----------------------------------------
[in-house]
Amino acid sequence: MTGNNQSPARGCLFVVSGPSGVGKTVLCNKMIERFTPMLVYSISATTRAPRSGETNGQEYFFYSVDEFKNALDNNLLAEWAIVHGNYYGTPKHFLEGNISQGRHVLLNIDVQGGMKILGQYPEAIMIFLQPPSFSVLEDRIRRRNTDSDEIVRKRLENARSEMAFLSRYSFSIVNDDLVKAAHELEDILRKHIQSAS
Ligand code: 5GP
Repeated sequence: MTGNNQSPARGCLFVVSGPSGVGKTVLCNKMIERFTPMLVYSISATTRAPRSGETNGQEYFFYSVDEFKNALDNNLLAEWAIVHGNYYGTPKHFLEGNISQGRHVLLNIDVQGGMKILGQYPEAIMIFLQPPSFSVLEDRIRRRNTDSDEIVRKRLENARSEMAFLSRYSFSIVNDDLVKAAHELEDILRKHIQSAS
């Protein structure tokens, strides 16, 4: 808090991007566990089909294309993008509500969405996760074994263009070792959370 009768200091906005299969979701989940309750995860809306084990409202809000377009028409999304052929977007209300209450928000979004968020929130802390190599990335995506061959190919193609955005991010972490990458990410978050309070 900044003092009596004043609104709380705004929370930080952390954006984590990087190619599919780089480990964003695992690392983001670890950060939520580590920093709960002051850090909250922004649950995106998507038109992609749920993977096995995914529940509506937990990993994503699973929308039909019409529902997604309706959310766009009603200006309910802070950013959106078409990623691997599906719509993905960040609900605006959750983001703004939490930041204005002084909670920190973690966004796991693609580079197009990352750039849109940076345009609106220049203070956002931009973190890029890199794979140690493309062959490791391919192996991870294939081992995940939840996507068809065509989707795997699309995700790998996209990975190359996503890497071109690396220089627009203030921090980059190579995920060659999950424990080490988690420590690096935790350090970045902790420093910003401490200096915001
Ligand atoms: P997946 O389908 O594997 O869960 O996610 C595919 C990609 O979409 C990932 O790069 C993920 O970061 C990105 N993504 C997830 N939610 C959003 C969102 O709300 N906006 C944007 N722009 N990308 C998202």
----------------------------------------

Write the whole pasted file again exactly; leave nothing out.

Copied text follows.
[in-house]
Amino acid sequence: MTGNNQSPARGCLFVVSGPSGVGKTVLCNKMIERFTPMLVYSISATTRAPRSGETNGQEYFFYSVDEFKNALDNNLLAEWAIVHGNYYGTPKHFLEGNISQGRHVLLNIDVQGGMKILGQYPEAIMIFLQPPSFSVLEDRIRRRNTDSDEIVRKRLENARSEMAFLSRYSFSIVNDDLVKAAHELEDILRKHIQSAS
Ligand code: 5GP
Repeated sequence: MTGNNQSPARGCLFVVSGPSGVGKTVLCNKMIERFTPMLVYSISATTRAPRSGETNGQEYFFYSVDEFKNALDNNLLAEWAIVHGNYYGTPKHFLEGNISQGRHVLLNIDVQGGMKILGQYPEAIMIFLQPPSFSVLEDRIRRRNTDSDEIVRKRLENARSEMAFLSRYSFSIVNDDLVKAAHELEDILRKHIQSAS
């Protein structure tokens, strides 16, 4: 808090991007566990089909294309993008509500969405996760074994263009070792959370 009768200091906005299969979701989940309750995860809306084990409202809000377009028409999304052929977007209300209450928000979004968020929130802390190599990335995506061959190919193609955005991010972490990458990410978050309070 900044003092009596004043609104709380705004929370930080952390954006984590990087190619599919780089480990964003695992690392983001670890950060939520580590920093709960002051850090909250922004649950995106998507038109992609749920993977096995995914529940509506937990990993994503699973929308039909019409529902997604309706959310766009009603200006309910802070950013959106078409990623691997599906719509993905960040609900605006959750983001703004939490930041204005002084909670920190973690966004796991693609580079197009990352750039849109940076345009609106220049203070956002931009973190890029890199794979140690493309062959490791391919192996991870294939081992995940939840996507068809065509989707795997699309995700790998996209990975190359996503890497071109690396220089627009203030921090980059190579995920060659999950424990080490988690420590690096935790350090970045902790420093910003401490200096915001
Ligand atoms: P997946 O389908 O594997 O869960 O996610 C595919 C990609 O979409 C990932 O790069 C993920 O970061 C990105 N993504 C997830 N939610 C959003 C969102 O709300 N906006 C944007 N722009 N990308 C998202």